March is Women's History Month, and this year marks the 75th anniversary of coeducation at the world-renowned Bronx High School of Science. Only eight years after opening in 1938, Bronx Science's founding principal, Morris Meister, successfully campaigned for the admission of female students.
Bronx Science was a generation ahead of many of the nation's other elite high schools and undergraduate colleges, including Yale, Princeton and Harvard, in admitting female students, and in recognizing that they could achieve at the highest levels in the STEM disciplines.
New York City's two other venerable science and math high schools, Manhattan's Stuyvesant, founded in 1904, and Brooklyn Tech, founded in 1922, involuntarily admitted female students in 1969 and 1970, respectively.
In January 1969, a 13-year-old Brooklyn resident, Alice de Rivera, and her parents, sued Stuyvesant and the NYC Board of Education for not allowing her to sit the school's entrance exam.
Ms. De Rivera's mother was quoted, in a contemporaneous New York Times article, that her daughter's "only alternative" to Stuyvesant, a 20-minute subway ride from their brownstone Cobble Hill neighborhood, was Bronx Science, an impossible 90-minute trip.
In May 1969, the NYC Board of Education conceded defeat in Manhattan Supreme Court, and demolished the illegal gender walls that kept brilliant female teenagers from attending Stuyvesant and Brooklyn Tech.
In September 1969, Yale and Princeton admitted the first young women as undergraduates, and over the next several years, many other outstanding colleges, private and public, also became coeducational.
Alice de Rivera's landmark Civil Rights victory also facilitated the admission of female students into other illustrious, all-male American public high schools, including Chicago's Lane Tech ('71), Boston Latin ('72), Baltimore's City College High School ('80), and Philadelphia's Central High School ('83 after seven years of litigation).
Fourthly, the historic lawsuit by Dr. Alice de Rivera Haines, a medical doctor currently practicing in Maine, immediately abolished an unconstitutional "two-boys-for-one-girl" admissions quota at Bronx Science.
My graduating class in 1967 had 580 males and just 280 females. But entering classes beginning in September 1970, composed of roughly 860 students, were equally divided between males and females.
In 1996, in celebration of 50 years of coeducation at Bronx Science, Claudia Goldin, an alumna ('63) and first woman tenured professor of economics at Harvard, provided irrefutable evidence, at a sparsely-attended lecture in Manhattan, of this abhorrent gender quota between 1946 and 1969.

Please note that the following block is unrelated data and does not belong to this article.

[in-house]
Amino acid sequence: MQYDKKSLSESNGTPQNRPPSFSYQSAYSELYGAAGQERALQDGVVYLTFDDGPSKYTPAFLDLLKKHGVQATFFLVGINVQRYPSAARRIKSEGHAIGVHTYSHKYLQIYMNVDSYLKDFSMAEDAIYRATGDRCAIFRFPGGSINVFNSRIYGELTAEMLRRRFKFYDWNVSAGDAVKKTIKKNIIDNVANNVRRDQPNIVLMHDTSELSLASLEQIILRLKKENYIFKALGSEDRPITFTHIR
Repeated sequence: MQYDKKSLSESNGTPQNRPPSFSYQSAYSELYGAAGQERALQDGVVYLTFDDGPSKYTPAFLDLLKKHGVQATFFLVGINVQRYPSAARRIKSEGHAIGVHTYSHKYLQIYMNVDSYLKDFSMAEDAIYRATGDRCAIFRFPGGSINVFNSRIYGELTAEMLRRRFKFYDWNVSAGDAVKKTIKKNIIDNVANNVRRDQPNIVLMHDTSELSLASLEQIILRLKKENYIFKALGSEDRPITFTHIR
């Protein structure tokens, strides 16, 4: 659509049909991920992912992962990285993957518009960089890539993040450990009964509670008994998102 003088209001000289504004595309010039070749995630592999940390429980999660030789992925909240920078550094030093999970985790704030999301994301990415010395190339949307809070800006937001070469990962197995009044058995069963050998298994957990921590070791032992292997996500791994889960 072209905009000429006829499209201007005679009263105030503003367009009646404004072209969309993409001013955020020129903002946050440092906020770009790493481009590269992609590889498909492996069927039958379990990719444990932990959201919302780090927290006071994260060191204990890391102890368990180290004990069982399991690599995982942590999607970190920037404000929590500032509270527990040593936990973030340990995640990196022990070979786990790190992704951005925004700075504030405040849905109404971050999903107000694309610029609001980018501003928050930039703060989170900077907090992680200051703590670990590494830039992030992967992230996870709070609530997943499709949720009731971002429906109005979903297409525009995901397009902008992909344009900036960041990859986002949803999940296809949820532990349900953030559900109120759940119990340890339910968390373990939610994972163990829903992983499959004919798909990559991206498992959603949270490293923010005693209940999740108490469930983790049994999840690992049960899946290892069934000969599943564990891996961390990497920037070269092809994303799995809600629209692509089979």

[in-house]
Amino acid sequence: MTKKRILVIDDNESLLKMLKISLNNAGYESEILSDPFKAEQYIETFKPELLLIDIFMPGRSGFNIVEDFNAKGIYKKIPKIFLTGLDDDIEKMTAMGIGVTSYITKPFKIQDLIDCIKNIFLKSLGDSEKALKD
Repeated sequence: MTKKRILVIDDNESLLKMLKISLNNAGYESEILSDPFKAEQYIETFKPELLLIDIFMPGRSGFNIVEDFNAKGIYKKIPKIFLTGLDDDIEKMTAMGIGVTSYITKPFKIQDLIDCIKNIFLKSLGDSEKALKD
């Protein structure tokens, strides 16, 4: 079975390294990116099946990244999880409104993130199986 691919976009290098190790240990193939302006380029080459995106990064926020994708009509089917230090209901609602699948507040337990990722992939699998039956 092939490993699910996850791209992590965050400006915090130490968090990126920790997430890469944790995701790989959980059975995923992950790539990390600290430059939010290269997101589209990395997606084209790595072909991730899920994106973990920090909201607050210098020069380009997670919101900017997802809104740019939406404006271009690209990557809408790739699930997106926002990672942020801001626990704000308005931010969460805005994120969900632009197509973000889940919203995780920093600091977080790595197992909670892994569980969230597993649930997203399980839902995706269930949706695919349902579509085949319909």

Bronx Science's approximately 25,000 alumnae include:
1940s: Dr. Naomi Amir, a graduate of NYU Medical School, and pioneering pediatric neurologist in Israel.
1950s: Myriam Sarachik, distinguished professor of physics at the City College of New York; June Ellenoff O'Neill, former head of the Congressional Budget Office; Joan Straumanis, former president of Antioch College; and Congresswoman Nita Lowey, D-N.Y., who just retired as the chairwoman of the powerful House Appropriations Committee.
1960s: Dr. Barbara Stoll, former dean of the University of Texas Medical School at Houston; Rose-Marie Bravo, former CEO of Burberry; Janet Mertz, a pathbreaking biochemist and molecular biologist at the University of Wisconsin-Madison; and Ellen Kaden, the former chief legal officer at CBS and Campbell Soup.
1970s: Esther Hu, professor of astronomy at the University of Hawaii; Wanda Austin, former president of the University of Southern California and CEO of The Aerospace Company; Dora Irizarry, the former chief judge for the U.S. District Court for the Eastern District of New York; and Dr. Judy Yee, the chairwoman of radiology at Montefiore Hospital and professor at Albert Einstein Medical School (both in the Bronx).
1980s: Lisa Su, president and CEO of Advanced Micro Devices, a world leader in semiconductor manufacturing; Jill Bargonetti, professor and cancer researcher at the City University of New York; and Min Jin Lee, novelist and former lawyer.
Another Bronx Science alumna from the 1980s, Dr. Hayley Altman-Gans, of Stanford University Medical School, is one of the experts on the independent advisory panel, appointed by the FDA, which has evaluated the safety and efficacy of the COVID vaccines.
In post-World War II America, Bronx Science graduated more women who became physicians than any other high school, and they spearheaded the phenomenal rise of women in the nation's medical schools.
In 1950, there were 5,000 male and 600 female medical students.
In 1970, there were 7,600 males and 700 females.
In 1990, as a direct result of the academic gender barriers shattered by Dr. Alice de Rivera Haines, there were 10,000 men and 5,000 women in the nation's medical schools.
In 2019, there were 47,000 female and 46,000 male medical students.
Finally, Joe Biden should award the Presidential Medal of Freedom to Morris Meister, Bronx Science's principal between 1938 and 1958, and to Dr. Alice de Rivera Haines, for their visionary – and linked – advancement of world-class coeducation, in both the STEM disciplines and humanities, in New York City and across the country.